• G.R. No. 122947 July 22, 1999 - TIMOTEO BALUYOT, ET AL. v. COURT OF APPEALS, ET AL.

  • G.R. No. 123926 July 22, 1999 - ROGELIO MARISCAL v. COURT OF APPEALS, ET AL.

  • G.R. No. 129254 July 22, 1999 - PEOPLE OF THE PHIL. v. RICARDO JANAIRO

  • G.R. No. 129112 July 23, 1999 - PEOPLE OF THE PHIL. v. JIMMY MIJANO

  • A.M. No. 98-12-377-RTC July 26, 1999 - RE: CASES LEFT UNDECIDED BY JUDGE SEGUNDO B. CATRAL

  • A.M. No. RTJ-99-1464 July 26, 1999 - EUSEBIO GO, ET AL. v. BENJAMIN A. BONGOLAN

  • G.R. No. 120998 July 26, 1999 - PEOPLE OF THE PHIL. v. DIONEL MEREN

  • G.R. No. 126096 July 26, 1999 - PEOPLE OF THE PHIL. v. AMADO SANDRIAS JAVIER

  • G.R. No. 126745 July 26, 1999 - AFP MUTUAL BENEFIT ASSO. v. COURT OF APPEALS, ET AL.

  • G.R. No. 130092 July 26, 1999 - PEOPLE OF THE PHIL. v. ALFREDO BRANDARES

  • G.R. No. 130546 July 26, 1999 - PEOPLE OF THE PHIL. v. RAMON FLORES

  • G.R. No. 125539 July 27, 1999 - PEOPLE OF THE PHIL. v. ALFONSO PATALIN, ET AL.

  • G.R. No. 132242 July 27, 1999 - ROBERTO S. ALBERTO v. COMELEC

  • G.R. No. 137718 July 27, 1999 - REYNALDO O. MALONZO, ET AL. v. RONALDO B. ZAMORA, ET AL.

  • A.M. No. P-98-1264 July 28, 1999 - BASILIO P. MAMANTEO v. MANUEL M. MAGUMUN

  • SB-99-9-J July 28, 1999 - JEWEL F. CANSON v. FRANCIS E. GARCHITORENA, ET AL.

  • G.R. No. 76272 July 28, 1999 - JARDINE DAVIES, INC. v. NLRC, ET AL.

  • G.R. Nos. 76340-41 July 28, 1999 - PEOPLE OF THE PHIL. v. WILFREDO SALA, ET AL.

  • G.R. No. 107746 July 28, 1999 - PEOPLE OF THE PHIL. v. MARCELINO MORES, ET AL.

  • G.R. No. 110001 July 28, 1999 - PEOPLE OF THE PHILS. v. ELMER HEREDIA, ET AL.

  • G.R. Nos. 118312-13 July 28, 1999 - PEOPLE OF THE PHIL. v. ALFONSO PINEDA

  • G.R. No. 118777 July 28, 1999 - PEOPLE OF THE PHIL. v. RODRIGO MANGAHAS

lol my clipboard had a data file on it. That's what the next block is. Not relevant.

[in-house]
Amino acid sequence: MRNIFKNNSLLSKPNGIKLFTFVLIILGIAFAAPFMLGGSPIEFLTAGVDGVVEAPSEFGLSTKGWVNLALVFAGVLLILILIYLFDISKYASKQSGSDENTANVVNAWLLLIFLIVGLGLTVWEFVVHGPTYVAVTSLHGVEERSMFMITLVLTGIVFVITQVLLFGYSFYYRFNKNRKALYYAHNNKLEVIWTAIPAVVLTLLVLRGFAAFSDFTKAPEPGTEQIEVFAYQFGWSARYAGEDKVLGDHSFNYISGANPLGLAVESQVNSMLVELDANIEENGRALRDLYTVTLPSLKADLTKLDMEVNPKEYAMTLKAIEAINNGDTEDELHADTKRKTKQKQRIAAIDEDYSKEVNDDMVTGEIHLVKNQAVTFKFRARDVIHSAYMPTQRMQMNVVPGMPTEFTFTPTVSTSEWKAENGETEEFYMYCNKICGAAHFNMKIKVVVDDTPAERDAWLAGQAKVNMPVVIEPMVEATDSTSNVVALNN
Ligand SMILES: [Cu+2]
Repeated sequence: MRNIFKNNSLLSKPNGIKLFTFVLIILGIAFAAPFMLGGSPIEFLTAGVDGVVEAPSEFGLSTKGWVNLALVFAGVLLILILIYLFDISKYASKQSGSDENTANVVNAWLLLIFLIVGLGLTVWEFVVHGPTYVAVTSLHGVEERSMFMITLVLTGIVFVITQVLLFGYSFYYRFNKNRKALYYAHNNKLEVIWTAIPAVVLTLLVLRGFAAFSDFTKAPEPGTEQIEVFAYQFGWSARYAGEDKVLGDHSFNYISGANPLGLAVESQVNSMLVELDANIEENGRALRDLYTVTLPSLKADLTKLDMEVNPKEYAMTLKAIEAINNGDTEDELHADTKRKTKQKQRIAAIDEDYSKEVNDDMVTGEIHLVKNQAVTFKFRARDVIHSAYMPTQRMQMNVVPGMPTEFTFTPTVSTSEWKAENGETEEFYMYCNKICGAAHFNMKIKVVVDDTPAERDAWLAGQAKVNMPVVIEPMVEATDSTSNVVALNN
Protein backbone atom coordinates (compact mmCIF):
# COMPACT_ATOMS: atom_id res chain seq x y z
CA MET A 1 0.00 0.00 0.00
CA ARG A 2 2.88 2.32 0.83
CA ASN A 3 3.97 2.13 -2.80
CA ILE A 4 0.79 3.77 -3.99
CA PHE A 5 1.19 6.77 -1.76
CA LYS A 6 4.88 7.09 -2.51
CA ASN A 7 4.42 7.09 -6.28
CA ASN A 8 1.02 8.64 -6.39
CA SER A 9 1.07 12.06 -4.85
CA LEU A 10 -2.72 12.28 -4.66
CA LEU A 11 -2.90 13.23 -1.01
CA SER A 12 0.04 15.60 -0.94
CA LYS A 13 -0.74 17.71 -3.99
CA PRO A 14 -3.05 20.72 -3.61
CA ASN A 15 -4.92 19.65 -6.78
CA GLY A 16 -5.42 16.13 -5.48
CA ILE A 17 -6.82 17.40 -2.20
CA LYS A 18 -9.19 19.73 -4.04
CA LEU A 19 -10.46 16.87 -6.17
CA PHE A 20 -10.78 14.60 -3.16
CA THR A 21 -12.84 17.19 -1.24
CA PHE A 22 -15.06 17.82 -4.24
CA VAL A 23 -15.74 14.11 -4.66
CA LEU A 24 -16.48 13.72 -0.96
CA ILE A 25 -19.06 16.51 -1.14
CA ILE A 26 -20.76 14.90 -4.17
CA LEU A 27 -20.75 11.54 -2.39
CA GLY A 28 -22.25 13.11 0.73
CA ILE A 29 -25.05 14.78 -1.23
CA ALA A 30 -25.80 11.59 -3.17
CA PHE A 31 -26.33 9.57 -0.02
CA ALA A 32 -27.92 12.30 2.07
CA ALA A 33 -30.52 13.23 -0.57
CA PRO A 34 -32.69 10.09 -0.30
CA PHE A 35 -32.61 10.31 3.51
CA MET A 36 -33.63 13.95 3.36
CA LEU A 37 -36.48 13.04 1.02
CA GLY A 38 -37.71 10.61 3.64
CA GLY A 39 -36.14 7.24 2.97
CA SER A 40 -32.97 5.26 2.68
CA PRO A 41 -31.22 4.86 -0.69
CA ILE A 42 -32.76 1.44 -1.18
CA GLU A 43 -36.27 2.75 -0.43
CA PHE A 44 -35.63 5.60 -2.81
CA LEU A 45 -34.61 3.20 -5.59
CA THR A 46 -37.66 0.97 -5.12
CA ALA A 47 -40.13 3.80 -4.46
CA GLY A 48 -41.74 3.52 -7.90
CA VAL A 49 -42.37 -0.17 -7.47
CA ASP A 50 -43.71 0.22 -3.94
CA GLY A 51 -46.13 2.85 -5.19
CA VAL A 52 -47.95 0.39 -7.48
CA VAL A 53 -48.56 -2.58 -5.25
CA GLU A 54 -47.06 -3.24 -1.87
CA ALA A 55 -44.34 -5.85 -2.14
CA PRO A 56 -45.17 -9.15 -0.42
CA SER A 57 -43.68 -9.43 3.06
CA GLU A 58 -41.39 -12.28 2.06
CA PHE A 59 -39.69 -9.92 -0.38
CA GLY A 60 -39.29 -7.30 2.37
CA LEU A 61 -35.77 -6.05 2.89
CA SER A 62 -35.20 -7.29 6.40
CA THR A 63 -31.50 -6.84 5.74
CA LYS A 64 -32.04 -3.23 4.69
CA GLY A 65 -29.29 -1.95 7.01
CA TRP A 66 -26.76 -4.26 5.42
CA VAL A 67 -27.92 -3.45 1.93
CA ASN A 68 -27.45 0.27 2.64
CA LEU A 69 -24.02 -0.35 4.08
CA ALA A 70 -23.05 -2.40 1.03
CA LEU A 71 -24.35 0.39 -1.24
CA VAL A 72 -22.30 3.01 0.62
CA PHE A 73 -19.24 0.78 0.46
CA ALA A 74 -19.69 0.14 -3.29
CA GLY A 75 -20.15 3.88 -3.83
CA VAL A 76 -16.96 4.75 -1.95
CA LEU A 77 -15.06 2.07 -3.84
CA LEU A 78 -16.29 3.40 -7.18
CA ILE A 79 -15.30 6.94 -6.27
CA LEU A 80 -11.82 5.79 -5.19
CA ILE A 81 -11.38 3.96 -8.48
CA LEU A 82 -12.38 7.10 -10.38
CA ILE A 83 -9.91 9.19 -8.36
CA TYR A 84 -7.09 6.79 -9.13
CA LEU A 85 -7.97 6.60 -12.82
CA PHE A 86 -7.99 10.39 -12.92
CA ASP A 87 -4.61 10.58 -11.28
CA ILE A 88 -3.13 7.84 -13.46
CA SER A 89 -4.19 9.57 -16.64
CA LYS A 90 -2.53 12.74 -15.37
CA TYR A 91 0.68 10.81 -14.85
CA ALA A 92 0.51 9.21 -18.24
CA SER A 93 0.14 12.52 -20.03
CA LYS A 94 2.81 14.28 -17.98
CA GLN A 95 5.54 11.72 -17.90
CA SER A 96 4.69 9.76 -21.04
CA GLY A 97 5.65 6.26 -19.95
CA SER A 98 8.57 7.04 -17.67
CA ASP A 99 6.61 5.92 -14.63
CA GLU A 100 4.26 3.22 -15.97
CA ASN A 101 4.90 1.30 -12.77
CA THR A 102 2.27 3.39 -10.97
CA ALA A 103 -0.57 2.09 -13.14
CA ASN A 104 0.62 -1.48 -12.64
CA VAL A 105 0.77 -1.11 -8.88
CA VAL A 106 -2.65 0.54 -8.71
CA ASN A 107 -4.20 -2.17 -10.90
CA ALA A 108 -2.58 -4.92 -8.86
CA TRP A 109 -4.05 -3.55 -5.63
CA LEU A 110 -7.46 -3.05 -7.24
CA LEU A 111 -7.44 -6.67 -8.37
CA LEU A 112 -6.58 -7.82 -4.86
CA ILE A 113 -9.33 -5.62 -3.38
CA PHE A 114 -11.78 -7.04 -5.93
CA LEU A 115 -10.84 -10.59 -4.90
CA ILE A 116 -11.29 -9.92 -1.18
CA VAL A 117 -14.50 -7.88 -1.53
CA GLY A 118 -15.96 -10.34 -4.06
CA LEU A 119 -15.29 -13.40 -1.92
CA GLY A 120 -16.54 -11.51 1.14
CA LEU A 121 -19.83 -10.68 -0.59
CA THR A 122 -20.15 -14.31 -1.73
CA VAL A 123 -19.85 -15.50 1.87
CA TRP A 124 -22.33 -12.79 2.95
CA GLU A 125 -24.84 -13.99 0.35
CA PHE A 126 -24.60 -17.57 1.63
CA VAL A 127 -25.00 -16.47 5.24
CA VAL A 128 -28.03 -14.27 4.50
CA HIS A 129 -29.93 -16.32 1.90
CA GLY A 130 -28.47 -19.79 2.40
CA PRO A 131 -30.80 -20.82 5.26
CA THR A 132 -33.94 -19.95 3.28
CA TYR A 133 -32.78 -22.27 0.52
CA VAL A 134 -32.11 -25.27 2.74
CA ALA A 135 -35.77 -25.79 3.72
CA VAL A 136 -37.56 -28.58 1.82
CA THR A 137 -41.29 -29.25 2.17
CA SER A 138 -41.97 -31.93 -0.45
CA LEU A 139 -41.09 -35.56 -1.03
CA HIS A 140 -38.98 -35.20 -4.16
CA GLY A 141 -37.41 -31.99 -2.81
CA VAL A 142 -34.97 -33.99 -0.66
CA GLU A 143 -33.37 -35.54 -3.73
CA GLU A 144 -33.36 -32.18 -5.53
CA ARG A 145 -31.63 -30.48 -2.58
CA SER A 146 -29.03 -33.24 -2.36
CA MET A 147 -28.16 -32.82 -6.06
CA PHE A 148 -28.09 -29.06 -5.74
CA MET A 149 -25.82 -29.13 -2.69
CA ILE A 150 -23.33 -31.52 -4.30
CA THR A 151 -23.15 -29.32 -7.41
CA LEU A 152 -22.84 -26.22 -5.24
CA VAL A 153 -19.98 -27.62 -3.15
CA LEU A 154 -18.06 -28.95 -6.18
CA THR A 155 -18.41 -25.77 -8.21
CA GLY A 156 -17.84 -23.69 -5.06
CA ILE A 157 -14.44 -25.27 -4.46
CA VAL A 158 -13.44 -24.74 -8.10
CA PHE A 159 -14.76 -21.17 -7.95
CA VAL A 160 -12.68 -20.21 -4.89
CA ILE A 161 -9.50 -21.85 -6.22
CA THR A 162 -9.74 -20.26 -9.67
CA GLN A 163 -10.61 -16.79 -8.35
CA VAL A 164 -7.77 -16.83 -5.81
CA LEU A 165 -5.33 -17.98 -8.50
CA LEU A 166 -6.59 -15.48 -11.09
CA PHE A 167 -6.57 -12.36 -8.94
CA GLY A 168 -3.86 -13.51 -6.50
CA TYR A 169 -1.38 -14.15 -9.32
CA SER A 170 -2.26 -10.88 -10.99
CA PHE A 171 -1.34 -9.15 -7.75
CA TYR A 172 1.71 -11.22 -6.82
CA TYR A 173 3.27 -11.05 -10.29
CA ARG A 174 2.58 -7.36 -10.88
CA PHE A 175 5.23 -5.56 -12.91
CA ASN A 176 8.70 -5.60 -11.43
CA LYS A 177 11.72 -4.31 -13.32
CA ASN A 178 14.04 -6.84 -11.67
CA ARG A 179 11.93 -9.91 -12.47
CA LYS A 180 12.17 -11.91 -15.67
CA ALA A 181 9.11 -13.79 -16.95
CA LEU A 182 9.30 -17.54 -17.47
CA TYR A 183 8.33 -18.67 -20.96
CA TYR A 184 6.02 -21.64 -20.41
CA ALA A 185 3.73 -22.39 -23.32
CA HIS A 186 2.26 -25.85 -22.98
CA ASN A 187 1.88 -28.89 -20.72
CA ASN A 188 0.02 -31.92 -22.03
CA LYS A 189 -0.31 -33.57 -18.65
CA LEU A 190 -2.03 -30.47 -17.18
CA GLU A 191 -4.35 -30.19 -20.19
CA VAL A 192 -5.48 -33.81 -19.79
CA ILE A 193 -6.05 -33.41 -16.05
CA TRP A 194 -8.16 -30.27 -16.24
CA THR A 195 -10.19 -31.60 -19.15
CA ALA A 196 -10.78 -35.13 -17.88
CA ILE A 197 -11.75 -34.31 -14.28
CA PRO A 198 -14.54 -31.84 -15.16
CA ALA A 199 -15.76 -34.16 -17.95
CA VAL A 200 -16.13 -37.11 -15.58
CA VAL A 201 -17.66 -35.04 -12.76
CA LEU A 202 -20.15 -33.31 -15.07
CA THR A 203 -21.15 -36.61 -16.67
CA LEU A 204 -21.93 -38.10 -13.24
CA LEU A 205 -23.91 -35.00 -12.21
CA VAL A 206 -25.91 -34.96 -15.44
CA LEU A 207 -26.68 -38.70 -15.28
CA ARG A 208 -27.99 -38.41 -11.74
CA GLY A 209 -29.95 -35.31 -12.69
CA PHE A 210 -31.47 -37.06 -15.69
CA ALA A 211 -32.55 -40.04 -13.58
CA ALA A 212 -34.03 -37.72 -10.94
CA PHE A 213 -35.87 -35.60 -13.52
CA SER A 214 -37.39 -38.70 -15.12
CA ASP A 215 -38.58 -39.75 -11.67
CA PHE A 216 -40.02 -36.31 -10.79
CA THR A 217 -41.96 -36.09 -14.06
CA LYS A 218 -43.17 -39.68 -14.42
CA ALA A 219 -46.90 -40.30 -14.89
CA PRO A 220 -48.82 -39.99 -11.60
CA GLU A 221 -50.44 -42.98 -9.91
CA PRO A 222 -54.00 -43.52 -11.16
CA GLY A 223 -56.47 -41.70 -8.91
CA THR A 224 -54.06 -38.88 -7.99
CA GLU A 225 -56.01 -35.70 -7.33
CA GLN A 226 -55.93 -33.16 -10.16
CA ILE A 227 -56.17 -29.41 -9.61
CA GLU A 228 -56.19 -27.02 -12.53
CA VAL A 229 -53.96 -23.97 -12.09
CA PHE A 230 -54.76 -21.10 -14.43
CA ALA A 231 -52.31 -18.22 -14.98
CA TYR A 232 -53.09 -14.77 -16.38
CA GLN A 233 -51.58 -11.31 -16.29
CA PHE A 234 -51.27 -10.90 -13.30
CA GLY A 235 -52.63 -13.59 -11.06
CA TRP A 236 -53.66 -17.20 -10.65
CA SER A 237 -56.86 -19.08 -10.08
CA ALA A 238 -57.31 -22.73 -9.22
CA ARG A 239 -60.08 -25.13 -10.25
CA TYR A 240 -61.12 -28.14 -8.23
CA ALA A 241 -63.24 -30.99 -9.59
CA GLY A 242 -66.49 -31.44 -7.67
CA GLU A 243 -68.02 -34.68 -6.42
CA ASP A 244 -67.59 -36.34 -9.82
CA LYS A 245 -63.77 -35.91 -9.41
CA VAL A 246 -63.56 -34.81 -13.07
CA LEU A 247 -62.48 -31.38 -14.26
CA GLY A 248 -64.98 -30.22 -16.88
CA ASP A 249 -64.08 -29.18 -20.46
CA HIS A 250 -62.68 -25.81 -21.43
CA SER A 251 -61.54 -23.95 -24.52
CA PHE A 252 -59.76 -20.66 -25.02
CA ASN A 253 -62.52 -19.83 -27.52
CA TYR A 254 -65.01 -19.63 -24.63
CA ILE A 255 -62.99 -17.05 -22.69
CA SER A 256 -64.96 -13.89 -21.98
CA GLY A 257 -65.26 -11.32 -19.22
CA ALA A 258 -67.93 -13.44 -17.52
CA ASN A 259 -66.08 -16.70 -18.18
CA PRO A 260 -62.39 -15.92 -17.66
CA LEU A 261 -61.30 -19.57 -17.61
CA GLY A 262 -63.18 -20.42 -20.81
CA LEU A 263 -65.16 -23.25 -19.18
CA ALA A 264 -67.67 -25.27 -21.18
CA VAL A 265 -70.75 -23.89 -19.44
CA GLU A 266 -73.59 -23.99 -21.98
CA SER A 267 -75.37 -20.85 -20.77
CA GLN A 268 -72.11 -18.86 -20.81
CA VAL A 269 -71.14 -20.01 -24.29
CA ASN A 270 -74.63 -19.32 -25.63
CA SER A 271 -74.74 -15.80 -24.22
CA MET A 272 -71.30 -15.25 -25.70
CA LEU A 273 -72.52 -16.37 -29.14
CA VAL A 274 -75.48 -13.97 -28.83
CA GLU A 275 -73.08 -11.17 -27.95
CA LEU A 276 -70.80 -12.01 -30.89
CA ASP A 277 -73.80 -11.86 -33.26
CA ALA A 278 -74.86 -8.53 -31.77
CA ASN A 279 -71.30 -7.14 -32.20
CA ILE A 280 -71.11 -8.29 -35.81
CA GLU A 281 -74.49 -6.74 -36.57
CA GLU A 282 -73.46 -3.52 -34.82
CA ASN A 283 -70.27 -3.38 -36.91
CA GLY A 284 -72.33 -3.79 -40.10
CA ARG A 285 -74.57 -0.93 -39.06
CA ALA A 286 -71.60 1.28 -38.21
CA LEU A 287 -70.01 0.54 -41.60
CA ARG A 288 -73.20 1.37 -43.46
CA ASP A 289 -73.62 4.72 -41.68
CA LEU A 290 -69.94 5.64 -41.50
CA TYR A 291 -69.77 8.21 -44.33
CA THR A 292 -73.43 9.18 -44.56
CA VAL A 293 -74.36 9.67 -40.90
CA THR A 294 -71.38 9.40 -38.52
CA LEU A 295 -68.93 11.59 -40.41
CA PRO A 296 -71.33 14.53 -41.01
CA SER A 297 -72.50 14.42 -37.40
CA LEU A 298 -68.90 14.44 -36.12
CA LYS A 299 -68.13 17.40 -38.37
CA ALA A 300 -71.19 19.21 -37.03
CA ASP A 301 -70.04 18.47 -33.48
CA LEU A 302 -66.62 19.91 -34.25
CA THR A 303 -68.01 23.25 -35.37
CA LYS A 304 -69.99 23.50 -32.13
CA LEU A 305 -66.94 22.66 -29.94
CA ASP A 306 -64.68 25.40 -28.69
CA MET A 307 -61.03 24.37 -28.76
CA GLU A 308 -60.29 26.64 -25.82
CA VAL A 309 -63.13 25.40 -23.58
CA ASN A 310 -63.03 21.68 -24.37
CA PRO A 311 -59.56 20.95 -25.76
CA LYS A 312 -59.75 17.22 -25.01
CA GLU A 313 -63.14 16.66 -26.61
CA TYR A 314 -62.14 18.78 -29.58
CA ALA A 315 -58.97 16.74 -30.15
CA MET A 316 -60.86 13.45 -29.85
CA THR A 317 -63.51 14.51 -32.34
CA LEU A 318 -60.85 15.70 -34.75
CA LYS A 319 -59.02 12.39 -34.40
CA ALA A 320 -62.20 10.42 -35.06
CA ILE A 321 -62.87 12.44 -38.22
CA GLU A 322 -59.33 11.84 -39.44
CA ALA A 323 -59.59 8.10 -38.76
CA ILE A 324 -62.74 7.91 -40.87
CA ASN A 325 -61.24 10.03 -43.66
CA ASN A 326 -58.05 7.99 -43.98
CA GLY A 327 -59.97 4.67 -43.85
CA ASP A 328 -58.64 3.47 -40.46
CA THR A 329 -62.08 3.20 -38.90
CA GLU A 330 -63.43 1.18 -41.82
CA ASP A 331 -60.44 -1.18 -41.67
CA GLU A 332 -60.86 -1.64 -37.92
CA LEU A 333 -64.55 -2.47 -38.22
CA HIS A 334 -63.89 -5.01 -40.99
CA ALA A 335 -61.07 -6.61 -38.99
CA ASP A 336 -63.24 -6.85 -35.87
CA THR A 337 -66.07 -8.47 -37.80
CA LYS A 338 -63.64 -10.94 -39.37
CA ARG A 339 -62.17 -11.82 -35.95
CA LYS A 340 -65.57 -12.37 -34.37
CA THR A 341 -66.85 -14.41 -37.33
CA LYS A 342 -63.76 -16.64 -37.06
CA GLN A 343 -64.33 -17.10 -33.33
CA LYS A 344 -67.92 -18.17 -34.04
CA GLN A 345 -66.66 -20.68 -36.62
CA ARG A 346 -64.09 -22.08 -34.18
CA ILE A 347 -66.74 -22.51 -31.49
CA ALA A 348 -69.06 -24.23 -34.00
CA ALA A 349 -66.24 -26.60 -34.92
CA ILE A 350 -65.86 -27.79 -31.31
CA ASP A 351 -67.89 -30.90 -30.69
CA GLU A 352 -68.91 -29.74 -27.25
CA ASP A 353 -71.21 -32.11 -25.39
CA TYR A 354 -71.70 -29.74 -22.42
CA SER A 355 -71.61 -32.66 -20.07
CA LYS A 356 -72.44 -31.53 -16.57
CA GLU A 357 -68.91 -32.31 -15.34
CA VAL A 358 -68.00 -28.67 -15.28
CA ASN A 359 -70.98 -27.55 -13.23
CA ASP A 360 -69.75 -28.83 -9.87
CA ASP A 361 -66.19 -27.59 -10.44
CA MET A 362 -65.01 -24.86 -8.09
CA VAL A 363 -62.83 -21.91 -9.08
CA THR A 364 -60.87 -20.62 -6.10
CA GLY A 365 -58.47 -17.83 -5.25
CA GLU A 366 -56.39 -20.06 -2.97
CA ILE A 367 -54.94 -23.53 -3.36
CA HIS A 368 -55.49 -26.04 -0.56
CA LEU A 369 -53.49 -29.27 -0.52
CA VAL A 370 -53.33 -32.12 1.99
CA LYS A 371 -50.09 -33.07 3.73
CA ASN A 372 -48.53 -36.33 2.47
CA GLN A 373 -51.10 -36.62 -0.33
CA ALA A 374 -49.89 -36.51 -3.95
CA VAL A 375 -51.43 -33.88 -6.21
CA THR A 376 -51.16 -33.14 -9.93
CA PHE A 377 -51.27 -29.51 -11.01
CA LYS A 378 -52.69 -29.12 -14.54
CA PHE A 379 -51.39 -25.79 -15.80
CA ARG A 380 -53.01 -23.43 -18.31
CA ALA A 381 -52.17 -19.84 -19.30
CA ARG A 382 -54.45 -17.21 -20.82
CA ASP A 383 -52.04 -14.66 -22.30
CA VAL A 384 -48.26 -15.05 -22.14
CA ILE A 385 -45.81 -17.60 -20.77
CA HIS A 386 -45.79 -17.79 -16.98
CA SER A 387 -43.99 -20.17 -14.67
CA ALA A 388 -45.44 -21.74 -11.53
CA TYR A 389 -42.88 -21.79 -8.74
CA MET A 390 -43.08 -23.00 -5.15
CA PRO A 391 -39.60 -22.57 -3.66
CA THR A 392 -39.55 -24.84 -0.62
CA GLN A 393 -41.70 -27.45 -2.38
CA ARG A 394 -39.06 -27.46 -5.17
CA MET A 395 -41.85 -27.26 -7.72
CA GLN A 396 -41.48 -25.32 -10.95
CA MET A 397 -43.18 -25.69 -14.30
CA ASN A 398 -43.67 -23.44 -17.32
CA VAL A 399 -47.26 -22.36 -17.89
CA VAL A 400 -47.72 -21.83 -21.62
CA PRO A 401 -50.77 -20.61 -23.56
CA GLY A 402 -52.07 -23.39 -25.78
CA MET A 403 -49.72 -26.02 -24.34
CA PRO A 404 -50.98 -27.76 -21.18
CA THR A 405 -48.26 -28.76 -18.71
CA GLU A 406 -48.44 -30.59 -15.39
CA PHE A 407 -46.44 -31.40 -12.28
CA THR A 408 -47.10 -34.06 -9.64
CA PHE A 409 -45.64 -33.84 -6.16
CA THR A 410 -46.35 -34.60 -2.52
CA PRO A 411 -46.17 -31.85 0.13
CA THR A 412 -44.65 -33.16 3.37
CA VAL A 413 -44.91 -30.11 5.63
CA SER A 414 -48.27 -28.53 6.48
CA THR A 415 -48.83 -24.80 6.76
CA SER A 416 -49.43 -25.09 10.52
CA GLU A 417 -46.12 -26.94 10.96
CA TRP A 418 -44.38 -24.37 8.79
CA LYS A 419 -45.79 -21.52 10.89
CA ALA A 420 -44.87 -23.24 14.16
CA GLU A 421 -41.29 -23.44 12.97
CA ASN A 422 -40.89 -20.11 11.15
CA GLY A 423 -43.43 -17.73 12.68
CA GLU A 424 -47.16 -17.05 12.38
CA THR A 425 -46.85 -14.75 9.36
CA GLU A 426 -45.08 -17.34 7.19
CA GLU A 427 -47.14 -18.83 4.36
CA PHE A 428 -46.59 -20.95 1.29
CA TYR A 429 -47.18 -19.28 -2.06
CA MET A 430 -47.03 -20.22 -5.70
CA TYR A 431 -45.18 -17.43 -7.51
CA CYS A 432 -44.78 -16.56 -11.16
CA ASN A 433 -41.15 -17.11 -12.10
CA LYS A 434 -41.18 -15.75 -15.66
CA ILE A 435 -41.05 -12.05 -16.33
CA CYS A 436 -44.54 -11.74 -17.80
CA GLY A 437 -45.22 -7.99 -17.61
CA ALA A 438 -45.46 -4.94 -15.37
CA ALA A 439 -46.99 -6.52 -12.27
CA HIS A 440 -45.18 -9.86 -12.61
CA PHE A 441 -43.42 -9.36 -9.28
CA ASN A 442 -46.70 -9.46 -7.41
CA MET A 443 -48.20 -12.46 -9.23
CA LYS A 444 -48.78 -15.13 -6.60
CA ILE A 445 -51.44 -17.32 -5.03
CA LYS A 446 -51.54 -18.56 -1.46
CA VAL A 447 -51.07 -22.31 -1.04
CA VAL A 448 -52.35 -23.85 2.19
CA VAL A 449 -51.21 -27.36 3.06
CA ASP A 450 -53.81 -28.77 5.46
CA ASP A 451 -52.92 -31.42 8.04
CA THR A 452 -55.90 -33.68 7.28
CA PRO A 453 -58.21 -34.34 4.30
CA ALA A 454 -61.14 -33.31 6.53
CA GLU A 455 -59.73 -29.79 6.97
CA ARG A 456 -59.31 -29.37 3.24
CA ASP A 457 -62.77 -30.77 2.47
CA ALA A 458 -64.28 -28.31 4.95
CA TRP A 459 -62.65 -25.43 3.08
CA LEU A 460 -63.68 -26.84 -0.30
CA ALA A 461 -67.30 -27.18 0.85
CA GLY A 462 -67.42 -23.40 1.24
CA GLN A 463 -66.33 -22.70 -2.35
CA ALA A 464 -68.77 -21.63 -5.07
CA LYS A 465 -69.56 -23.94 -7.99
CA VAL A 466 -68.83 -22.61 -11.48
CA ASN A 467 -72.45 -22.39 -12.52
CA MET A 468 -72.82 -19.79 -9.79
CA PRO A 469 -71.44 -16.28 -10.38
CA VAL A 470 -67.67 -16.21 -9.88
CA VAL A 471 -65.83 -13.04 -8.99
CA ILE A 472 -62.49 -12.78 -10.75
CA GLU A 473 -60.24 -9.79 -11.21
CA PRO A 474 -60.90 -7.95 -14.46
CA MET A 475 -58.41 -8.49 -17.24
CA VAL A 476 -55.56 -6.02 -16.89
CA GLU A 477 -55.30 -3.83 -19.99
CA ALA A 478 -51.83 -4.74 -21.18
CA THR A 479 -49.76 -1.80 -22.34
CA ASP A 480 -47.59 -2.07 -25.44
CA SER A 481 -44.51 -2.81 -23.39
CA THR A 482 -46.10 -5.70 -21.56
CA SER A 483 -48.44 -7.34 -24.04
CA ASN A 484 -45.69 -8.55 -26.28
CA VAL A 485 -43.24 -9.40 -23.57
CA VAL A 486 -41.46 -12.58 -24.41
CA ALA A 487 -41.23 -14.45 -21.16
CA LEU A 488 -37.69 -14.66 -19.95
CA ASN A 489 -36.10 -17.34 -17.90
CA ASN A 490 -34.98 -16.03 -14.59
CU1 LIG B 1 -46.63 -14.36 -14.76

• G.R. No. 122453 July 28, 1999 - PEOPLE OF THE PHIL. v. HENRY REYES

  • G.R. No. 122627 July 28, 1999 - WILSON ABA v. NLRC, ET AL.

  • G.R. No. 124452 July 28, 1999 - PEOPLE OF THE PHIL. v. PABLITO TAMBIS

  • G.R. No. 124823 July 28, 1999 - PASVIL/PASCUAL LINER v. NLRC, ET AL.

  • G.R. No. 125086 July 28, 1999 - PEOPLE OF THE PHIL. v. ROGELIO MILAN and VIRGILIO MILAN

  • G.R. No. 125550 July 28, 1999 - PEOPLE OF THE PHIL. v. LUDIGARIO CANDELARIO, ET AL.

  • G.R. No. 126650 July 28, 1999 - PEOPLE OF THE PHIL. v. EMARJONEL FRANCISCO TOMOLIN

  • G.R. No. 127937 July 28, 1999 - NAT’L. TELECOMMUNICATIONS COMMISSION v. COURT OF APPEALS, ET AL.

  • G.R. No. 129051 July 28, 1999 - PEOPLE OF THE PHIL. v. ROMEO MOLINA

  • G.R. No. 130334 July 28, 1999 - PEOPLE OF THE PHIL. v. REYNALDO POÑADO

  • G.R. No. 130507 July 28, 1999 - PEOPLE OF THE PHIL. v. ROBERTO GONZALES

  • G.R. No. 130654 July 28, 1999 - PEOPLE OF THE PHIL. v. EDUARDO BASIN JAVIER

  • G.R. Nos. 131149-50 July 28, 1999 - PEOPLE OF THE PHIL. v. HIPOLITO DIAZ y DE GUZMAN

  • G.R. No. 133186 July 28, 1999 - PEOPLE OF THE PHIL. v. NOEL YABUT

  • G.R. No. 135150 July 28, 1999 - ROMEO LONZANIDA v. COMELEC, ET AL.

  • G.R. No. 136351 July 28, 1999 - JOEL G. MIRANDA v. ANTONIO M. ABAYA, ET AL.

  • G.R. No. 137149 July 28, 1999 - ISMAEL A. MATHAY v. FELT FOODS

  • G.R. No. 123544 July 29, 1999 - PEOPLE OF THE PHIL. v. RAUL BERANA

  • G.R. No. 129289 July 29, 1999 - PEOPLE OF THE PHIL. v. JOSE CARULLO

  • G.R. No. 130681 July 29, 1999 - JOSE V. LORETO v. RENATO BRION, ET AL.